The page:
Period Pains are Common. Why is it Still a Taboo to Talk About Them?
While some women can still function properly without being affected or having the symptoms relieved by painkillers, there is still a large number of those whose menstrual symptoms are awfully crippling. The study has shown that only 14% of women between the ages of 15 and 45 had taken days off to cope with period pains, which may appear as a number that raises no concern. However, over 80% of respondents have confirmed forcing themselves to work or study while feeling unwell, which has affected their productivity negatively.
Globally, almost three-quarters of women under 25 suffer from period pains, also known as dysmenorrhoea. This symptom is most commonly associated with menstruations and is described simply as pain in the lower abdomen. The tricky bit is that no two women will ever have the same effect of the symptom – some may not get it at all, while others will find it debilitating.
Unlike a common belief, it has nothing to do with one’s pain resistance. There is a trend especially with schoolgirls, they may complain to their parents of being in too much pain to attend classes, yet their claim is being dismissed and they are told: “get over it”
Despite dysmenorrhoea being the most common type of period pain, society still lacks basic knowledge on it. It is often seen as something that just “happens”, without looking deeper into the cause. While it is a natural occurrence caused by changes in hormone-like lipids called prostaglandins, there can sometimes be a second wave of pain. Such could signal underlying issues: endometriosis or adenomyosis.
Endometriosis can be much more serious, causing internal bleeding and adhesions. It takes a median of eight years to reach a diagnosis of endometriosis from when the symptoms of the condition first appear confirmed a new British study. Interestingly, it seems that the earlier the symptoms appear, the later the disease is diagnosed.
Another secondary dysmenorrhoea is fibroids, which are more common in women of African-Caribbean origin.
This lack of knowledge is the reason behind the whopping 80% of women forcing themselves to go to work or school despite often severe period pains. The society views menstrual symptoms as normal, something that is a part of being a woman thus something to “put up with”. The very idea of this being a health problem is ignored.
Discussing menstruation is seen as a social or cultural taboo, and even medical professionals can sometimes dismiss period pains to be normal. This leads to many young women surrendering to self-care rather than seeking medical care, often learning to accept their pain as “normal”.
Although discomfort and mild abdomen pain can be seen as a normal menstrual symptom, it stops being normal the moment It prevents day-to-day activities. While severe pains that stop women going to school or work may not always mean serious conditions such as endometriosis, it is very likely there are ways of making the pain milder.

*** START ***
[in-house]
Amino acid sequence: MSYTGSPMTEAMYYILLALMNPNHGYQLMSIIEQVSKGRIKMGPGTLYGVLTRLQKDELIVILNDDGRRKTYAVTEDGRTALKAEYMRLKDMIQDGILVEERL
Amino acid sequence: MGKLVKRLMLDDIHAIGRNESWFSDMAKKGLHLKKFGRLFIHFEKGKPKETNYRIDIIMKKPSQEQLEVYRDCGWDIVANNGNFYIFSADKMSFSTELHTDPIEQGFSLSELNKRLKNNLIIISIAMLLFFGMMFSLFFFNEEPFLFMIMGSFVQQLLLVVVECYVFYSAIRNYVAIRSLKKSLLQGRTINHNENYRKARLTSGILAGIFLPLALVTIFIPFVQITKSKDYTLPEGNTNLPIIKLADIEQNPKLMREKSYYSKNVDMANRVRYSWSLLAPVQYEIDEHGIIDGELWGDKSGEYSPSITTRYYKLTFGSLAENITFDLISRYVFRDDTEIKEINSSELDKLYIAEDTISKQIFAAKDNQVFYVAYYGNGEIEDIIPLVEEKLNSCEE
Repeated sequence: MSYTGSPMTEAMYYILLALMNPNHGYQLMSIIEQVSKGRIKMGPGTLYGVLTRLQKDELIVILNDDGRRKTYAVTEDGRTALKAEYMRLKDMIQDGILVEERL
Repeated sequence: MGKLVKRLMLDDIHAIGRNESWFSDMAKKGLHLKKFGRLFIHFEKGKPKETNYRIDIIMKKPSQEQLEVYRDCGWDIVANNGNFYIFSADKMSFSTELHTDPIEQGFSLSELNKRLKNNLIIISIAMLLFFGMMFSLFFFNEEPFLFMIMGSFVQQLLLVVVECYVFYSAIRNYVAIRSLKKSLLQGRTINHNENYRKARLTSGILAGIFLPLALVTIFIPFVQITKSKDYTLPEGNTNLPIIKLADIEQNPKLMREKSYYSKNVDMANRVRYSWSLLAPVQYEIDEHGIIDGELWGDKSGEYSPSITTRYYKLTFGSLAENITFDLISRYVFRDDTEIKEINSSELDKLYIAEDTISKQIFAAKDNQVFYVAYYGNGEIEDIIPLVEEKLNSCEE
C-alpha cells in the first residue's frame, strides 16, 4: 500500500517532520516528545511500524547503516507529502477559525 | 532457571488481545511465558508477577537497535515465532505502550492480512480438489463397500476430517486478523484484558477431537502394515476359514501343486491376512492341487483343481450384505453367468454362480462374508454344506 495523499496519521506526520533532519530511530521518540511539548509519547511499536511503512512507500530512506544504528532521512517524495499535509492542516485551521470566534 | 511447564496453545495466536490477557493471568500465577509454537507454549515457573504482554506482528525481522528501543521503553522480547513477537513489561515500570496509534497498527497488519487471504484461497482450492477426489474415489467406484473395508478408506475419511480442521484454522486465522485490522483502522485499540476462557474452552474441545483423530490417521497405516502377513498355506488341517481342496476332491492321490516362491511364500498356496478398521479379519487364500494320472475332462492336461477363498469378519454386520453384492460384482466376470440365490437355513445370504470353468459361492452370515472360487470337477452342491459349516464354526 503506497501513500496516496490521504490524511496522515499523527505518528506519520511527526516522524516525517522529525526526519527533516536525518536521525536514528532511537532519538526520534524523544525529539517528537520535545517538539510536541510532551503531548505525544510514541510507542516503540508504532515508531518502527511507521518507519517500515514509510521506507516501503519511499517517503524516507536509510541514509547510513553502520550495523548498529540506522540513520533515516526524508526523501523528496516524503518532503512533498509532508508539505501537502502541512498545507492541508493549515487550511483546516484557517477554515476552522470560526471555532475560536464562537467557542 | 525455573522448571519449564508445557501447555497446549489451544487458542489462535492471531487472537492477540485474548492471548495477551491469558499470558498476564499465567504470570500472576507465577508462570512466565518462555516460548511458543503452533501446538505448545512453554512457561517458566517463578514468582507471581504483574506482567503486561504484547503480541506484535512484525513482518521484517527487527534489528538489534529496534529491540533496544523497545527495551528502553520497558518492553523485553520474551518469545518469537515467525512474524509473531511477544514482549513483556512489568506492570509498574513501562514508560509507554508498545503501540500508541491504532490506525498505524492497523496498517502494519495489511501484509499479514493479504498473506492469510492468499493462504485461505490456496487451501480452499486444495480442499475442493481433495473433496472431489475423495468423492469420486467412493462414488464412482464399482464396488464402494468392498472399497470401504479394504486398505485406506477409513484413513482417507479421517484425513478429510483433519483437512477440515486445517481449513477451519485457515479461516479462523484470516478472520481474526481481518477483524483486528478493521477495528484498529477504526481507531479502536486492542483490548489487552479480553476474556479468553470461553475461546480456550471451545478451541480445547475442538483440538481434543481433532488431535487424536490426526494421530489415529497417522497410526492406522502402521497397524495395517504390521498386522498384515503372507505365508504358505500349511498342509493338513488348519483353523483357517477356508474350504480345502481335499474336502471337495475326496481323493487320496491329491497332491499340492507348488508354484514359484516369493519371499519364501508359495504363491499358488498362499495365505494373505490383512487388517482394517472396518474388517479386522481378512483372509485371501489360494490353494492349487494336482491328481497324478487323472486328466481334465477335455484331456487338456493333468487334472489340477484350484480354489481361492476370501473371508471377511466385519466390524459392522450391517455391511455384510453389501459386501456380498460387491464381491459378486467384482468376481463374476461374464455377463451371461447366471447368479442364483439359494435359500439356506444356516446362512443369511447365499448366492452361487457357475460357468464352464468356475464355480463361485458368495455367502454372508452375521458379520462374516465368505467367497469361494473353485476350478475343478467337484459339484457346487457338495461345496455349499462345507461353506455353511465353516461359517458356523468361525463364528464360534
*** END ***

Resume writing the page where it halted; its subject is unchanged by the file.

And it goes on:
The market targeting period pains, as opposed to knowledge on the subject, is vast. One of the reasons behind it is that similarly to how the severity of period pains varies from woman to woman, pain relief methods do too. Some may even need several strategies to ease their menstrual symptoms.
The most popular means of dealing with dysmenorrhoea are the usual over-the-counter painkillers such as Ibuprofen. Many use Paracetamol too, however, it is not particularly effective. The danger when it comes to drugs is that most of them have side effects and thus you need to discuss it with the doctor first.
It is known that heat and regular physical activity can aid to period pain-relief. While applying heat to your pelvis during active pain soothes it, it is advised to maintain consistent levels of physical activity such as yoga throughout the month.
Additionally, there is plenty of evidence TENS stimulation can help with menstrual pains. The market is full of machines created just for that, and we happen to have one of our own. TENS reduces the cramping which is caused by reduced blood flow to the muscles. Results of the trial illustrated that our Ova Plus did not present any side effects, such as nausea and drowsiness, commonly associated with analgesia and other pain relief drugs.
The conclusion of this piece is self-explanatory. While it is important to be aware of how to manage menstruation symptoms, we need to raise awareness, not just to young women but everyone when it comes to period pains. Having more knowledge on the subject will reduce the stigma and taboo that comes when talking about periods out loud, as well as fight the mentality of women feeling obliged to force themselves to work when feeling unwell.
It is a must for the world, and it is vital for young women. Gaining more knowledge of the subject that directly affects them help women make better self-care choices in terms of how to cope with the pain and when to seek medical attention.
Menstrual symptoms such as period pains strongly affect the lifestyles of many women when it comes to productivity, whether they are forced to take a day off or try to get through the day despite the pain. This calls for an open discussion of periods, breaking secrecy and shame around the subject that is ingrained in the society’s mind. Information about periods must be easily accessible to women of all ages and a failure to provide that is what results in women not receiving the correct treatment if required.